pensnest: bright-eyed baby me (Default)
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This set was made in PS5 (on a Mac), using basically Filters and Layer Modes. The specifics may not be available in other programs or versions of Photoshop, but the general method is available to anyone.

For this Textures tutorial, I think I'm going to have to go with a General Method rather than specifics.

What I like to do when making textures is to mess around with Filters and layer modes. In this case, I've tried to make it clear in the Layers Palette what I have done, so I will start with that.

Starting from the bottom (forget the Background layer, for some reason I must have opened it onto a blank document):

Layer 1 is the original picture. Here's a segment of it as a reminder—it's the same crop as the rest of the landscape images in this tutorial, so you can see the changes clearly.

Next up, a copy of layer one with a bit of Gaussian Blur applied (7.0), set to screen.

Next up is an amalgamation of these two layers, which I call my New Base.

From here on, it's a question of duplicating a base layer and applying one of Photoshop's many Filters, then combining these in ways that seemed promising. I've tried to give them new names, eg the New Base copy filtered with Neon Glow became A. I then tried A on Multiply over the New Base, and then on Difference. You can see from the thumbnails that the effects are quite interesting. (If anyone wants to see any in more detail, I can easily post them, but I thought I wouldn't make this post ridiculously image-heavy.)

New Base B Liquefied: PS5 has a very fun thing in the Filters menu called Liquefy, and I've done a rather larger image for you to get a better look at this—essentially you can pull bits of the image out of shape. You'll see, further down, why this is fun.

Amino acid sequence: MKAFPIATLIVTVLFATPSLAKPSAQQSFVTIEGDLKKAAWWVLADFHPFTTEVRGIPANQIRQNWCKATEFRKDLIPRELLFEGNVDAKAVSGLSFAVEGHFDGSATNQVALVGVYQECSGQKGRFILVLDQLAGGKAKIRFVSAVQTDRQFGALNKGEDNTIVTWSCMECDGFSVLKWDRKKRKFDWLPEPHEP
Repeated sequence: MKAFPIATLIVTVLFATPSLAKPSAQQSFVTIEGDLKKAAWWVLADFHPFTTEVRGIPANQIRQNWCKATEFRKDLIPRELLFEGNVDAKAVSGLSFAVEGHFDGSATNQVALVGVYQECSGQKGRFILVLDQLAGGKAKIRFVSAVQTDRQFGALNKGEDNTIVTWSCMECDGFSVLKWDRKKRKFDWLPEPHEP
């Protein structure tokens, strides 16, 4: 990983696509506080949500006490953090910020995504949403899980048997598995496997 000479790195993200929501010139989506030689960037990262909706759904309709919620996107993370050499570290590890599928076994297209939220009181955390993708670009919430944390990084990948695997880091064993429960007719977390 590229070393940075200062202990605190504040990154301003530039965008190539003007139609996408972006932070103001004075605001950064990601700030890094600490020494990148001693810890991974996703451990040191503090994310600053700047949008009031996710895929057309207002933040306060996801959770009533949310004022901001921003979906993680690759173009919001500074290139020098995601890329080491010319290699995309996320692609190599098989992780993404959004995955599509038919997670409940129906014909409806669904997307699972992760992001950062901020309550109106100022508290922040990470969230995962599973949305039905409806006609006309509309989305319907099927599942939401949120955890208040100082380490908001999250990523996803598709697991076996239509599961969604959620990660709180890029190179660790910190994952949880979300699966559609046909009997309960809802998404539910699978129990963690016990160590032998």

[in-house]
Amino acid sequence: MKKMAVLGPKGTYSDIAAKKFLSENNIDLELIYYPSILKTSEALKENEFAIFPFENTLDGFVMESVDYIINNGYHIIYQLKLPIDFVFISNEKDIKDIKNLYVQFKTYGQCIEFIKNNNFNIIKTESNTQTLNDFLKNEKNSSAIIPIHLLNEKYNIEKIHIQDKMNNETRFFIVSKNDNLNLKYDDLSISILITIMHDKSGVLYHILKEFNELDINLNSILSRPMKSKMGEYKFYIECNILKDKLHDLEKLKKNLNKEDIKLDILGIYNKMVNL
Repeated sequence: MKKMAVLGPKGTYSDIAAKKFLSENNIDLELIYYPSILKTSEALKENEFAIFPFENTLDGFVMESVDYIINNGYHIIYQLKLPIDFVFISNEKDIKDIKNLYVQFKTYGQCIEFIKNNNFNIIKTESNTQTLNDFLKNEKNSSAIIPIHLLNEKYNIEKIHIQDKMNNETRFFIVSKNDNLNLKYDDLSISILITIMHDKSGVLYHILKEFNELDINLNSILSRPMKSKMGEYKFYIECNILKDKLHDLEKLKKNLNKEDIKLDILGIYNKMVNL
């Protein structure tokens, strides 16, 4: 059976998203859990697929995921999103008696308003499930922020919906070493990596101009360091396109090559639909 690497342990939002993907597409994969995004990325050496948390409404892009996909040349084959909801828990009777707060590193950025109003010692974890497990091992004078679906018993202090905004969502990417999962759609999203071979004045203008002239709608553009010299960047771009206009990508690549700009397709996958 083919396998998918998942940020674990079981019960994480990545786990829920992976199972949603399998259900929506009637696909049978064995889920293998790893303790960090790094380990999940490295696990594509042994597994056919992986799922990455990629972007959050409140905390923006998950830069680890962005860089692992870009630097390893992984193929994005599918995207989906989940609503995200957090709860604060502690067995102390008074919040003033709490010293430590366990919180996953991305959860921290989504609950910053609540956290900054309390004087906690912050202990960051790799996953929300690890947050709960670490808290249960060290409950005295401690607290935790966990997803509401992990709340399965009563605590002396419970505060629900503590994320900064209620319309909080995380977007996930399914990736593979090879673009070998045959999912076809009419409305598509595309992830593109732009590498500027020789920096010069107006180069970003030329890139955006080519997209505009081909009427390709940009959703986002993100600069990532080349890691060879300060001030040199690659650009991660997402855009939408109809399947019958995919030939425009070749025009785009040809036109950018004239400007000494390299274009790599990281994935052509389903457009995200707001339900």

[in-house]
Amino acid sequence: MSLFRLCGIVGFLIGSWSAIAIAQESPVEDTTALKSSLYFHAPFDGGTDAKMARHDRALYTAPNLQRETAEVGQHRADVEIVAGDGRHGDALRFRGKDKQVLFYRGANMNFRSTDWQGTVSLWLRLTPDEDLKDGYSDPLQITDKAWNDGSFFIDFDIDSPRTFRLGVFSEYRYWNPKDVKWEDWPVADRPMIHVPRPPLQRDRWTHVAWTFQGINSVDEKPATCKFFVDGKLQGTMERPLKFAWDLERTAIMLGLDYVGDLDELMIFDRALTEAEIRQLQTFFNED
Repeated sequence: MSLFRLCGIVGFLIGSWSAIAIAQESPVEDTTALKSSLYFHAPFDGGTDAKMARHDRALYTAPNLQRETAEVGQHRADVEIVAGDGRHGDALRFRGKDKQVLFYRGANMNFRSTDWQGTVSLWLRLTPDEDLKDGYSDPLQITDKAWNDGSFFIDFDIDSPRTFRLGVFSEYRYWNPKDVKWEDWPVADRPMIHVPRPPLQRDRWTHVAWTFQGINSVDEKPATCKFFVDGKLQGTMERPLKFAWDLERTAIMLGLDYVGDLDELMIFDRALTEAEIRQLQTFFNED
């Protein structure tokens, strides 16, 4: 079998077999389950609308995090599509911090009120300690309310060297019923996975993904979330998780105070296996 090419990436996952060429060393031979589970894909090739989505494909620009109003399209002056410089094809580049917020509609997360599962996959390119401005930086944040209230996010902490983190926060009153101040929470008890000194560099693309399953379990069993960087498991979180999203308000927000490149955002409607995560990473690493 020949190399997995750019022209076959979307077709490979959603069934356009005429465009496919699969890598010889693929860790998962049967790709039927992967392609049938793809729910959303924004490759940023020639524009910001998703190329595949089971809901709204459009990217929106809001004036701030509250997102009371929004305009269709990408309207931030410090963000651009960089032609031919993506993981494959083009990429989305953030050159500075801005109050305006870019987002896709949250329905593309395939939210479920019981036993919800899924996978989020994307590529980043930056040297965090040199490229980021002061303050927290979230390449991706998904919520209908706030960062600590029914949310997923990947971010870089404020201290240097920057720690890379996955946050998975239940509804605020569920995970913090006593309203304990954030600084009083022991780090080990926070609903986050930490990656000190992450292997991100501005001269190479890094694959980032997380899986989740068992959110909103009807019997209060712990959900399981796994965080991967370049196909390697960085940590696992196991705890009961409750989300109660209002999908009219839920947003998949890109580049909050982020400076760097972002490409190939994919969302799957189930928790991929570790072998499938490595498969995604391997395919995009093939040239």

The Reticulation filter (the 20:40:10 were the settings I used) gave me another blue, with a lovely rough texture this time.

Then the Glowing Edges filter became D, and I duplicated it and set it to Vivid Light over the New Base. This was actually what became the winning texture (set 1), and here is a piece of it, first as the Glowing Edges layer on its own,

then as it looks when set to Vivid Light over the Base.

And, just for fun, how it looks when it's over the Liquefied base.

I kept going, because this is fun. Various more filters and layer modes tried—the Difference mode is fun, you get a really nice dark blue with light glowing edges using Difference.

You can have a lot of fun with the Wave filters, too, but I ended up not being that interested in those, except for using F, which was a Sine Wave filter, on Color Burn over the New Base, which created texture 4 from the voting page. Here's the same piece of base showing you the textures, and also another view which maybe makes things clearer.

, and

And the other entry I did was the very top one, which as you can see was a combination of various filtered layers on top of one another. I used crops from this for texture set 6.

After that, I needed to make sure that I had Normal copies of the combinations I liked best, which I then cropped into squares. Some were 100x100 crops, others I cropped at 200x200 or some random size with the ratio set at 1:1 and then reduced to icon size. It's a matter of what looks good at the time. I selected what seemed like the most promising eight of each set. I doubt I could replicate that exactly, but I hope this seems like a useful and interesting method of turning a source picture into textures. I promise you it's fun!

December 2011


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